Democracy is used liberally as you say and it has come to mean something else other than what it was supposed to, this is the thing we should be fighting.

Censorship, racism, systematic discrimination based on sexual orientation or religion come to mind.

...and for some reason, property rights and freedom of contract are always forgotten. But for a prosperous society, these are every bit as important.

Look at Russia. It's a democracy, but you can get your head kicked in (literally) if you raise a fuss.

Look at the US, just before the Civil War. Or even pre Civl Rights act. Were all natural born Americans given the right to pursue happiness?

There's a lot of things that make a country work well. Not all of them are in the constitution. New rules need enforcement. There's a lot of levels of government, and a lot of public institutions (such as the police, judiciary, and education systems), and they virtually never work together.

Sometimes, there's no abstraction layers that make sense, and you just have to talk about fixing stuff that's broken.

A constitution won't mean shit if the electorate continues to happily elect people who will ignore it. And if 51% of the people want to oppress the other 49% a constitution will not hold them back for long.

Don't pretend we have society of laws rather than of men, or that such a thing is even possible.

I am writing this from China and unfortunately it is the other way round. Tor is beaten by the Great Firewall of China. Since the list of nodes is available to anyone who connects to the Tor network, blocking them is trivial. So most of the time it is not possible to connect. And when you do manage to connect the speed will make 14.4 kbit/s modem feel fast.

Tor has a way to work around this - bridge nodes. They're hidden and their IPs are distributed in various non-batch forms (e-mail, social networks, http://bridges.torproject.org).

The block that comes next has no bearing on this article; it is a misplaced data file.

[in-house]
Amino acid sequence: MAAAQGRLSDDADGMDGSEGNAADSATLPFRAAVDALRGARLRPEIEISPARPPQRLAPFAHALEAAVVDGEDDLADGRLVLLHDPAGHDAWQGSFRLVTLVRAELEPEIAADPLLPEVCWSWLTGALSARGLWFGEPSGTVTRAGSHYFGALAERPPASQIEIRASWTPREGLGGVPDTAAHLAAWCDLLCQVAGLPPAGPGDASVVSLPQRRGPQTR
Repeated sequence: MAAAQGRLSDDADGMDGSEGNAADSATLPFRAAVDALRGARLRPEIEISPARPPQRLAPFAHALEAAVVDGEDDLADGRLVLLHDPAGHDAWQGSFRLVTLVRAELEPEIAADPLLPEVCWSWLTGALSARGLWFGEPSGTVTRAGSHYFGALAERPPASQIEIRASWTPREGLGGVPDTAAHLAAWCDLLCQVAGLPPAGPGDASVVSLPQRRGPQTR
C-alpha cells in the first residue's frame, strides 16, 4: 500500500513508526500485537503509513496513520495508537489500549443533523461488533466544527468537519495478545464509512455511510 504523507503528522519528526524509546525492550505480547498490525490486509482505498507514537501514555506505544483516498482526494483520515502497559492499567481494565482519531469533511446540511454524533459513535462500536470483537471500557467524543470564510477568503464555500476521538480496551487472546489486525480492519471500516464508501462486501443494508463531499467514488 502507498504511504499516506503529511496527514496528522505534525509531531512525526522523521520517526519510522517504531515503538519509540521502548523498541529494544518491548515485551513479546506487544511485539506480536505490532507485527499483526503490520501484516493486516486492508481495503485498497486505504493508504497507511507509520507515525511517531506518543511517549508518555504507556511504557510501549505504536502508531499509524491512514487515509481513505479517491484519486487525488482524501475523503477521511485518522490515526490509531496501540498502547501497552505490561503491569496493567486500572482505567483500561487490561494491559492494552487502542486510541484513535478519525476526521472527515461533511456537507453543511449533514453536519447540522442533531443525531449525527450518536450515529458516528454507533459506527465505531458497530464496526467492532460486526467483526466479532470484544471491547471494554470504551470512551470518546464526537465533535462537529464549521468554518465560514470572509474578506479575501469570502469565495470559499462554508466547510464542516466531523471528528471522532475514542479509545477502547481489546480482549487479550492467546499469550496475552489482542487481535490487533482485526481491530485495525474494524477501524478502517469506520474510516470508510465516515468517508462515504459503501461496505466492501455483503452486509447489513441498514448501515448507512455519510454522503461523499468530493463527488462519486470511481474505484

Some bridge nodes are blocked in China as well.

Also, if every country had the Great Firewall, there wouldn't be a Tor to get out of any of them, period.

It's my understanding that the Internet is structured in such a way that this kind of thing is impossible unless there is a massive buy in of all involved countries.

I very much prefer the Internet raw and unfiltered. I know enough to know which sites I like and which I don't.

Furthermore, the Internet is an expression of the human condition, and as such it is itself art, and should not be censored for this reason as well.

We already have enough trouble with ICE seizing domains

Funny how these thoughts don't come up with phone networks, when the Internet could theoretically run via modems over phone networks. It's pretty clear that the unbridled, egalitarian power the Internet offers ordinary people is a scary concept to hierarchical power structures.

Btw nice thought with the Internet being art, but it might be a bit of a stretch in realpolitik terms.

<kneejerk> Keep your cowardly, sniveling, risk-averse, myopic, GREEDY fucking agenda OFF OF MY INTERNET! You've already done quite enough, thanks. </kneejerk>

I was going to come up with a more level-headed and well reasoned response here, but I guess the first bit really sums it up.

There are days where I wonder if Academia didn't have the right idea with Internet 2.0. Whatever happened with that anyway?

So far as I know, it's alive, well, and providing blazingly-fast access to Linux ISOs hosted at other member universities.

Agreed. The truth is that us nerds won't like governments taking over the 'Net, but they're far more representative of its user base than we are.

We're pretty dependent on the results of this 'civilizing' process in most every other aspect of life, why's it so surprising when it's applied here?

Most civilization is based on cowardice. It's so easy to civilize by teaching cowardice. You water down the standards which would lead to bravery. You restrain the will. You fence in the horizons. You make a law for every movement. You deny the existence of chaos. You teach even the children to breath slowly. You tame.

- - Frank Herbert, Dune series

This doesn't come as a surprise. I knew this was coming the first time I logged onto the network in 1995 and was blown away by the fact that there where no enforced rules to contend with.